Tag: Simon Varwell

The month in reading: January 2010

January 2010 didn’t bring any absolute knockout books my way, but there were some fine reads nevertheless. My favourite book of the month was Robert Jackson Bennett‘s Depression-era fantasy Mr Shivers, which has substantially more subtextual depth than many a quest fantasy I’ve seen over the years.

Silver- and bronze-medal positions for the month go to two very different books. Simon Lelic‘s Rupture is a fine debut novel, centred on a school shooting perpetrated by an apparently placid teacher; and Up the Creek Without a Mullet (reviewed in February, but read in January) is an entertaining account of Simon Varwell‘s travels in search of places with ‘mullet’ in their name.

Bubbling under, but well worth checking out, are Nadifa Mohamed‘s wartime East African odyssey, Black Mamba Boy; and Galileo’s Dream, a historical biography spliced with science fiction (or perhaps vice versa) by Kim Stanley Robinson.

Not a bad start to the year by any means; but, still, I’m hoping for even greater riches in the months ahead.

Simon Varwell, Up the Creek Without a Mullet (2010)

It was while travelling around eastern Europe with a friend that Simon Varwell developed a certain fascination with that [insert adjective of your choice here] hairstyle, the mullet. Back home in Inverness a year or so later, in 2002, Varwell discovered that there was a village in Albania named Mullet — and was taken with the notion of trying to visit everywhere in the world with the world mullet in its name. Up the Creek Without a Mullet chronicles the author’s travels up to 2005 (in Albania, Ireland, and mostly Australia), searching for mullets – places and haircuts alike.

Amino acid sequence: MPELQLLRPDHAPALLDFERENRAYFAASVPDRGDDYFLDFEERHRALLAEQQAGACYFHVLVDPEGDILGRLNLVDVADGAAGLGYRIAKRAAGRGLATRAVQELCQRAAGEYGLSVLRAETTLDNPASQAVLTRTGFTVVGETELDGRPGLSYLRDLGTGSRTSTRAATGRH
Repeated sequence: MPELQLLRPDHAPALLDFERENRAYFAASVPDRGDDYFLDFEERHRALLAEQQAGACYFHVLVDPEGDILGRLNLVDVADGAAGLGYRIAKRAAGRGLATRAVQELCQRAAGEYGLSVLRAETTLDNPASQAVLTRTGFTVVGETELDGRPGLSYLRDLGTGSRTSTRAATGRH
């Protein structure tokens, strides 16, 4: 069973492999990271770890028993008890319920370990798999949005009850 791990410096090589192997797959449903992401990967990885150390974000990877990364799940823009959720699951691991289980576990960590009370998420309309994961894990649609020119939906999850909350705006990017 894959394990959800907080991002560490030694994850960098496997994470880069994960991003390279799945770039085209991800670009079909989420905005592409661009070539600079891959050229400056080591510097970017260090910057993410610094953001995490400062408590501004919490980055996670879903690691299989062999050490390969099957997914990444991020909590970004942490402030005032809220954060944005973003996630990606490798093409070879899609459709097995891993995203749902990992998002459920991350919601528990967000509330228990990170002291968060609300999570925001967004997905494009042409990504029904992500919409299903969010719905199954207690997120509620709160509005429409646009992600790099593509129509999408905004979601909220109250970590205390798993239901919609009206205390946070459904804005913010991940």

There’s a danger, I think, that this sort of travel writing can come to seem gimmicky, if the quirky reason behind the journey is given more weight than the journey itself. I’m pleased to say that doesn’t happen here, to the extent that I often felt as though the mullet-hunt was somewhat in the background; not forgotten about (on the contrary, it’s often on Varwell’s mind, to the point that he even wonders at times whether his ‘mission’ is all worth it), but it’s the cement that holds Varwell’s travels together — and, like cement, it’s not necessarily what you see first. Indeed, with Varwell’s often finding the ‘mullet’ places to be disappointingly ordinary, it’s his travels between that provide the greatest amount of interest.

Varwell himself proves a likeable companion for the journey through his book: he has a dry wit (at one point, he describes Sydney’s rail system as ‘reliable, good value, and regular, all novelties for a Scottish traveller’ [114]), writes engagingly about the places he visits, and makes Up the Creek Without a Mullet a very personal account. The idea behind Varwell’s journeys may be daft, but he’s well aware of that; and his genuine enthusiasm shines through, making this book a very satisfying read.

However, in case you were wondering: I’m keeping my hair short.

Further links
Simon Varwell’s website
Sandstone Press
Sydney Morning Herald article on Varwell’s travels (2005)

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